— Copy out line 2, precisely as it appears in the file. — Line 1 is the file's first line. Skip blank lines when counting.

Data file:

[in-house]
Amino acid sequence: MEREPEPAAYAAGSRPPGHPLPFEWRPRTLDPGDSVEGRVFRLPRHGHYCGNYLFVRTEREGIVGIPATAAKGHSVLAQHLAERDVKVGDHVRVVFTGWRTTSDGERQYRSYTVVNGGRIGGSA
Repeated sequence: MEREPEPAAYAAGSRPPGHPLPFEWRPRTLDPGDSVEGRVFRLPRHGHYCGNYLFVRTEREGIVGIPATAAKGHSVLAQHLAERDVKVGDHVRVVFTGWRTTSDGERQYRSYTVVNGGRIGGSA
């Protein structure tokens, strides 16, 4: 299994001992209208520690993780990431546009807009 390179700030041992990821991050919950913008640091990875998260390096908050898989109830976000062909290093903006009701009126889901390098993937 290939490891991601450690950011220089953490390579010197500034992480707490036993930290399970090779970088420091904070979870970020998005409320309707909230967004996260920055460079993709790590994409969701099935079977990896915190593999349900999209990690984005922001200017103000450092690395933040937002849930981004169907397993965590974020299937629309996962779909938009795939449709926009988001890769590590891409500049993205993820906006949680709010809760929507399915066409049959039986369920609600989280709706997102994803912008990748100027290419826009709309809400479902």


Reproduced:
Amino acid sequence: MEREPEPAAYAAGSRPPGHPLPFEWRPRTLDPGDSVEGRVFRLPRHGHYCGNYLFVRTEREGIVGIPATAAKGHSVLAQHLAERDVKVGDHVRVVFTGWRTTSDGERQYRSYTVVNGGRIGGSA